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Mike Lieberman, CEO and Chief Revenue ScientistSat, Sep 10, 2016 5 min read

5 Effective Inbound and Outbound Sales Strategies

{}When it comes to maximizing your sales and reaching your audience, you may have trouble deciding which methods to use. Marketing and sales practices have changed substantially over the past decade, so it can be difficult for companies to adjust to this new business climate. But failing to innovate and adopt new practices can make your business seem like an outdated relic.

To succeed, you need to optimize your business using inbound and outbound sales strategies. Here are five tips that can help you revitalize your business with minimal disruption.

1. More Cold Calls is Not the Answer

Pitching your services to random strangers over the phone used to be the dominant strategy for recruiting new clients. But these calls could be both obtrusive and time consuming, so you were extremely prone to wasting resources. The right inbound and outbound sales strategies can help you develop newer, more targeted ways to appeal to your customers and generate sales and leads.

2. Cater to People Who Are Already Interested in Your Work

Cold calls are usually too intrusive to work. You frequently call people who don’t have any need for your services, and invasive sales techniques makes them even more defensive. One of inbound marketing’s core principles is to let customers come to you. Potential clients know what they’re looking for and generally have the means to find it. As a result, you simply need to know what they’ll search for and align your web presence to fit these queries. While this seems like a passive approach, you can actually do a lot to ensure the right people find your site.

3. Understand Your Audience (With Data)

If you know how your potential customers browse and what their preferences are, you can tailor your marketing efforts to suit them. Often, you can study relevant data to get a better sense of potential clients. This applies to both inbound and outbound sales strategies. To maximize your inbound efforts, you can get customers to exchange personal information, such as email addresses, for valuable content. This attracts leads that are already interested in your products and services, allowing you to study and understand your core audience. You can then use this data to shape your outbound marketing efforts. Once you know your audience and what appeals to them, you can shape your advertisements and broadcast spots to appeal to them effectively. You can then use data from these advertisements to determine the success of your strategies and make any necessary tweaks.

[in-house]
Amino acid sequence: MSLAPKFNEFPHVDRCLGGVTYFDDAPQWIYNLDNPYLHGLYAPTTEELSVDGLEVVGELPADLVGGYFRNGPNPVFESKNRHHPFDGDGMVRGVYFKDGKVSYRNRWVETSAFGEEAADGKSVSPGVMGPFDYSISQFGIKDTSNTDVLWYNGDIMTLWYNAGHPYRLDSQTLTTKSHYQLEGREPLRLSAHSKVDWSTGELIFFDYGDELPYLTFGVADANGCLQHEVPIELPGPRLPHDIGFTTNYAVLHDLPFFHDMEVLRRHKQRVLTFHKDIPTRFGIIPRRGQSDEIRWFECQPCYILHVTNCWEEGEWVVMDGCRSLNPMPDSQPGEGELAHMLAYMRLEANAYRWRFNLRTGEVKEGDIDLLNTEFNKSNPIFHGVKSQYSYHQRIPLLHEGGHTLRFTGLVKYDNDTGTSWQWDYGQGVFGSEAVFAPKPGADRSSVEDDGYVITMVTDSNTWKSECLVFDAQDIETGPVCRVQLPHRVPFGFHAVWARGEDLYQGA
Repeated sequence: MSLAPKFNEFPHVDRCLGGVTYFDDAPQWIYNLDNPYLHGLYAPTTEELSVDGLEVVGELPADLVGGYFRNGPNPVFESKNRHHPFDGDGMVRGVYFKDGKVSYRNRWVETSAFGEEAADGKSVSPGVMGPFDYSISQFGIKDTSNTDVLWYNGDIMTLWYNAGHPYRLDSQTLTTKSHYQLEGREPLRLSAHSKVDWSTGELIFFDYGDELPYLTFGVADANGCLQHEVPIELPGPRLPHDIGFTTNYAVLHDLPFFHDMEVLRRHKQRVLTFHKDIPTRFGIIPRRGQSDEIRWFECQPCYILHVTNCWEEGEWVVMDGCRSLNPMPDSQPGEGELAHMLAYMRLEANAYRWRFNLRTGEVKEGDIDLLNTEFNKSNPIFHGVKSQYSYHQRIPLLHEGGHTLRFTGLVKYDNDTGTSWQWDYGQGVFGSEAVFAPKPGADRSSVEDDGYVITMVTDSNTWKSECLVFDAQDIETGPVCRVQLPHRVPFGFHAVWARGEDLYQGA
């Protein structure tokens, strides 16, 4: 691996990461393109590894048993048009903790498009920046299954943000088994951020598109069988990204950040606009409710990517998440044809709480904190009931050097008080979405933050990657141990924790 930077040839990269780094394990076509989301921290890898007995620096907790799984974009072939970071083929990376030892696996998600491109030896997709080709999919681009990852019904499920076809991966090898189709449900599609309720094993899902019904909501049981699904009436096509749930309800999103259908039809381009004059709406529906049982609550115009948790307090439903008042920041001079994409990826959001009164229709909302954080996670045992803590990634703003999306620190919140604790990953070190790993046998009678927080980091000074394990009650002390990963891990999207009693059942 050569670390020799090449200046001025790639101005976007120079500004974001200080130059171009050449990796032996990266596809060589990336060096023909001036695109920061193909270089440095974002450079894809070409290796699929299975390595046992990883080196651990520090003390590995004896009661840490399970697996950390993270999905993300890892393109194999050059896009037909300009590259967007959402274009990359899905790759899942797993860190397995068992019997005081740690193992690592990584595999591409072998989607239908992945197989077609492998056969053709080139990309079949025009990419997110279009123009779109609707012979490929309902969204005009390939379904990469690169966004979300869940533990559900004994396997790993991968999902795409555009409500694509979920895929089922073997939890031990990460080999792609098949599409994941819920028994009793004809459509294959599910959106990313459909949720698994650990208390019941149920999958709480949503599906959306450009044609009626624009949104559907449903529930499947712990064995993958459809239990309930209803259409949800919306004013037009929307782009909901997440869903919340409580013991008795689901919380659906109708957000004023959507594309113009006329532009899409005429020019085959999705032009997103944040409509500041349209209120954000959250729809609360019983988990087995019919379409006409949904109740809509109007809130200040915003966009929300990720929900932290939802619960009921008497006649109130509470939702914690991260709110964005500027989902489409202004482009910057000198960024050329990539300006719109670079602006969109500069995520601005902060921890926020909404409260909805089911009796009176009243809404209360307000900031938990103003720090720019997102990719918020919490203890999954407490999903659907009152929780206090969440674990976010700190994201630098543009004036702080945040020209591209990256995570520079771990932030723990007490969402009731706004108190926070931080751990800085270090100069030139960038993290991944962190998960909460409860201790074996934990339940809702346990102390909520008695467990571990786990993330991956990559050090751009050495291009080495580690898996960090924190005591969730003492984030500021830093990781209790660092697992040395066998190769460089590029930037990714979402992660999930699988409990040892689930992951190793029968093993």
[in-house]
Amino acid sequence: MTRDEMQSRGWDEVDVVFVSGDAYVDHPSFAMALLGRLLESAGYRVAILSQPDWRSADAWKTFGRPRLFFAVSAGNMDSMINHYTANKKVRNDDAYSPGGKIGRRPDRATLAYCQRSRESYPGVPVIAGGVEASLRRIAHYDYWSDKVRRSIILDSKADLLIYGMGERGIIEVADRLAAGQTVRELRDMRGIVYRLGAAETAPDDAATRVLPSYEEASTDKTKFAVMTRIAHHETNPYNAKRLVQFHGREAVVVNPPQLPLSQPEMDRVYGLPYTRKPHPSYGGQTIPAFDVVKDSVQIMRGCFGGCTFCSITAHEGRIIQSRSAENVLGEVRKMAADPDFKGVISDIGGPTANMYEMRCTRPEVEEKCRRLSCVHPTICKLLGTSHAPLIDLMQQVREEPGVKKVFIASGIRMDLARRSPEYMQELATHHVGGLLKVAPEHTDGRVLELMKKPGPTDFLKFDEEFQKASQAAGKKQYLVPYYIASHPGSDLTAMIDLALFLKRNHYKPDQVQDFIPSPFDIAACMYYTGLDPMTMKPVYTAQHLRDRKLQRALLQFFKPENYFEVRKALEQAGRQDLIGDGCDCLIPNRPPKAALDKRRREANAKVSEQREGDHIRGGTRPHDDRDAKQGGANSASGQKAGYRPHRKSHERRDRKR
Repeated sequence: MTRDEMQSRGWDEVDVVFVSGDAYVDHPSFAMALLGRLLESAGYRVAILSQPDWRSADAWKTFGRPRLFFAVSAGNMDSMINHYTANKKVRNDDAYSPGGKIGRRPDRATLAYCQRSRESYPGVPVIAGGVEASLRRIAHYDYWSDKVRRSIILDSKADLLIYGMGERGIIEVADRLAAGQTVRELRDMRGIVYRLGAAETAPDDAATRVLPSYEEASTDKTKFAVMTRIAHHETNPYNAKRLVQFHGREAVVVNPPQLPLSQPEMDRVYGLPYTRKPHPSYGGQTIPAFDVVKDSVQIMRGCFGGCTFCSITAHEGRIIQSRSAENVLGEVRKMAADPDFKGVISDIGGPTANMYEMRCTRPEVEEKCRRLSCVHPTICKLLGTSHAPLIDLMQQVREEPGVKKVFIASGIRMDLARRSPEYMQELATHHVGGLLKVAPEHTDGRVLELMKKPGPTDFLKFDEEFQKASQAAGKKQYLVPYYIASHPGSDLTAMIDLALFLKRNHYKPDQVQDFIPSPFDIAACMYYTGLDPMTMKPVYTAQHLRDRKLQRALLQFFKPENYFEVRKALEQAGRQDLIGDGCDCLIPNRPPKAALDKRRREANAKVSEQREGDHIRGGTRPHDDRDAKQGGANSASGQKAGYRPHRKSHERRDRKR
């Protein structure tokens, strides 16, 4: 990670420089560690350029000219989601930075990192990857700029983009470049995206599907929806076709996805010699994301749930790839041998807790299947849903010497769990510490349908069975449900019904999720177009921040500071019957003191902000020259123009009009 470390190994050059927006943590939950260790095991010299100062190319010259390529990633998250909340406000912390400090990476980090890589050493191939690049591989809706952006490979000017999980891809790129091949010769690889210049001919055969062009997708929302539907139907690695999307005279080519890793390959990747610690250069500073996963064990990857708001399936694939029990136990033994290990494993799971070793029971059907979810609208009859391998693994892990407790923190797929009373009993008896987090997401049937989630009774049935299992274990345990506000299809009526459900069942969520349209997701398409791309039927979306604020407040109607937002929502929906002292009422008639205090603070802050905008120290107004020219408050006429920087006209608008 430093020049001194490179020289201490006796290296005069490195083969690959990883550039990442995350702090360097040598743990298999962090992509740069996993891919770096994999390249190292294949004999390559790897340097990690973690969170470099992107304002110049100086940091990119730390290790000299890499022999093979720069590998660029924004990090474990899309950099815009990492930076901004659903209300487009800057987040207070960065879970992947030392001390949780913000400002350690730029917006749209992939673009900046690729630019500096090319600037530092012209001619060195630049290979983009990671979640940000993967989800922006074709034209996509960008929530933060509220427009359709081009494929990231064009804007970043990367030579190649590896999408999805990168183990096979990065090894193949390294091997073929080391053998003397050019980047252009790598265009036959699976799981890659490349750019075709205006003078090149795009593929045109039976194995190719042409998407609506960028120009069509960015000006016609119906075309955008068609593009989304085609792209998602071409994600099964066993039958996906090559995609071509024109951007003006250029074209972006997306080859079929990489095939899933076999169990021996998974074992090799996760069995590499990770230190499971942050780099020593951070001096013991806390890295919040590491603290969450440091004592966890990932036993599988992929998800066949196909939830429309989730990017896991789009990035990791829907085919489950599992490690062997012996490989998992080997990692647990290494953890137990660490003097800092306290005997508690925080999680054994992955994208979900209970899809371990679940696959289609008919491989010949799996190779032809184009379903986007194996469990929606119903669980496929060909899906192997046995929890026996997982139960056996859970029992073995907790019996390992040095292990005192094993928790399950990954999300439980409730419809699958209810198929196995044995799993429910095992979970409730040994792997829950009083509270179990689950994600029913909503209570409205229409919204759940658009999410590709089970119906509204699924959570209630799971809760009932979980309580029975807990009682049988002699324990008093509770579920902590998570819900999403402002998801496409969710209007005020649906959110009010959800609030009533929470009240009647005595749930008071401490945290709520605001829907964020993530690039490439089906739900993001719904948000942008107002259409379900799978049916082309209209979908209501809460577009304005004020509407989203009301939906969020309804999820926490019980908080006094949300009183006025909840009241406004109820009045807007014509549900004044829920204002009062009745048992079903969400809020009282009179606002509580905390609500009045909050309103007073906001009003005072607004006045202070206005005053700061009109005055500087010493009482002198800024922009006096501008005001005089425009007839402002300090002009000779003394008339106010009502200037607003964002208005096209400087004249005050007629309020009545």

4. Don’t Obstruct Visitors

Even if you offer your customers exactly what they’re looking for, they won’t be able to find it if your web presence is a mess. Your site needs to be intuitive and navigable so visitors can move easily from page to page until they reach their desired destination. If you implement closed-loop marketing techniques, you can get a better sense of how potential customers move across your web platforms. This technique uses cookies and forms to track how prospective shoppers arrive at your site, which pages they visit, and whether they’re interested in further services. Once you know this information, you can redesign your pages to create a clear path for users to follow, with this road ending in leads and sales for your company.

5. Know Your Customers’ Problems and How to Fix Them

While data helps you comprehend your customers’ identities, it can still be difficult to think like they do. This three-step method can help you understand what specific products and services they need to make their businesses better. If you know the problems they’re facing, you can examine their potential actions and determine which decisions they could make. As a result, you can learn which strategies will seem most appealing to these visitors.

What are your thoughts? Please share your questions, expertise, opinions, or tips in the comment section below!


Mike Lieberman, CEO and Chief Revenue Scientist

Mike is the CEO and Chief Revenue Scientist at Square 2. He is passionate about helping people turn their ordinary businesses into businesses people talk about. For more than 25 years, Mike has been working hand-in-hand with CEOs and marketing and sales executives to help them create strategic revenue growth plans, compelling marketing strategies and remarkable sales processes that shorten the sales cycle and increase close rates.